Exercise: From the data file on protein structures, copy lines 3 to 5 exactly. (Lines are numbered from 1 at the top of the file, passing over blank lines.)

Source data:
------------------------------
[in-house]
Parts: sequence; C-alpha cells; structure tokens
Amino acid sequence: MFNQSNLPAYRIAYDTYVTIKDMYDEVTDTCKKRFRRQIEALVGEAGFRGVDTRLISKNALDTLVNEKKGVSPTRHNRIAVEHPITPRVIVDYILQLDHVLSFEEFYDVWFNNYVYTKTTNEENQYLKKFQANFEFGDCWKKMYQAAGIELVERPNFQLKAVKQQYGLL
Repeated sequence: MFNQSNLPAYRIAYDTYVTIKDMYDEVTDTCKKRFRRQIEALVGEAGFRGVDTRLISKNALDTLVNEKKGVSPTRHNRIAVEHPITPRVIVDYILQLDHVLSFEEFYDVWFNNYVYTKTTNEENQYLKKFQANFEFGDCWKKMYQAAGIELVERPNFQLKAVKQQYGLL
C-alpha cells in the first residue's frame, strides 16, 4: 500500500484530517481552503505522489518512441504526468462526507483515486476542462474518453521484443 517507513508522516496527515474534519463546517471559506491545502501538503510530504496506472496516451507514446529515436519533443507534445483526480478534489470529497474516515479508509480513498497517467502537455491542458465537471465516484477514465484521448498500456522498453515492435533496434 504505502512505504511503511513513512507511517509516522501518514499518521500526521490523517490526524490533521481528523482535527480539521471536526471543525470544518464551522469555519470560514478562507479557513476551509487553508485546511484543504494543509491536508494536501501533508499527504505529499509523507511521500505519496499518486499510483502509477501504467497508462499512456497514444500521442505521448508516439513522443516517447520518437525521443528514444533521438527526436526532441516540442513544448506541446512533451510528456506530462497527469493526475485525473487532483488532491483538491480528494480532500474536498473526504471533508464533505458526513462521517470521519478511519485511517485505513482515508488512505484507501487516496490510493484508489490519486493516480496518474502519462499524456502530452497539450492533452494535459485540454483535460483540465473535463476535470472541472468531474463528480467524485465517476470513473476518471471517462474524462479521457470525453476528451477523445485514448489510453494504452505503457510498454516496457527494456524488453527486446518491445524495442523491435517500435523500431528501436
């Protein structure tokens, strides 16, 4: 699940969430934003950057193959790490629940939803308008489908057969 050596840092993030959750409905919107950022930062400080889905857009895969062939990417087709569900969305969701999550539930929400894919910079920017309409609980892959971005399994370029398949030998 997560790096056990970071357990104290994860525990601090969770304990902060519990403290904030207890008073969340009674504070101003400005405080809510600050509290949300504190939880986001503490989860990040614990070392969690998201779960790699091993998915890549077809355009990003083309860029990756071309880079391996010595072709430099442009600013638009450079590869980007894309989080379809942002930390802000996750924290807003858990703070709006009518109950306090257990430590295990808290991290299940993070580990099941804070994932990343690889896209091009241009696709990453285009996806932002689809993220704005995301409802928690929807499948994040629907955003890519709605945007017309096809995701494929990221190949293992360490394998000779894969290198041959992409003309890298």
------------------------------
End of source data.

Amino acid sequence: MFNQSNLPAYRIAYDTYVTIKDMYDEVTDTCKKRFRRQIEALVGEAGFRGVDTRLISKNALDTLVNEKKGVSPTRHNRIAVEHPITPRVIVDYILQLDHVLSFEEFYDVWFNNYVYTKTTNEENQYLKKFQANFEFGDCWKKMYQAAGIELVERPNFQLKAVKQQYGLL
Repeated sequence: MFNQSNLPAYRIAYDTYVTIKDMYDEVTDTCKKRFRRQIEALVGEAGFRGVDTRLISKNALDTLVNEKKGVSPTRHNRIAVEHPITPRVIVDYILQLDHVLSFEEFYDVWFNNYVYTKTTNEENQYLKKFQANFEFGDCWKKMYQAAGIELVERPNFQLKAVKQQYGLL
C-alpha cells in the first residue's frame, strides 16, 4: 500500500484530517481552503505522489518512441504526468462526507483515486476542462474518453521484443 517507513508522516496527515474534519463546517471559506491545502501538503510530504496506472496516451507514446529515436519533443507534445483526480478534489470529497474516515479508509480513498497517467502537455491542458465537471465516484477514465484521448498500456522498453515492435533496434 504505502512505504511503511513513512507511517509516522501518514499518521500526521490523517490526524490533521481528523482535527480539521471536526471543525470544518464551522469555519470560514478562507479557513476551509487553508485546511484543504494543509491536508494536501501533508499527504505529499509523507511521500505519496499518486499510483502509477501504467497508462499512456497514444500521442505521448508516439513522443516517447520518437525521443528514444533521438527526436526532441516540442513544448506541446512533451510528456506530462497527469493526475485525473487532483488532491483538491480528494480532500474536498473526504471533508464533505458526513462521517470521519478511519485511517485505513482515508488512505484507501487516496490510493484508489490519486493516480496518474502519462499524456502530452497539450492533452494535459485540454483535460483540465473535463476535470472541472468531474463528480467524485465517476470513473476518471471517462474524462479521457470525453476528451477523445485514448489510453494504452505503457510498454516496457527494456524488453527486446518491445524495442523491435517500435523500431528501436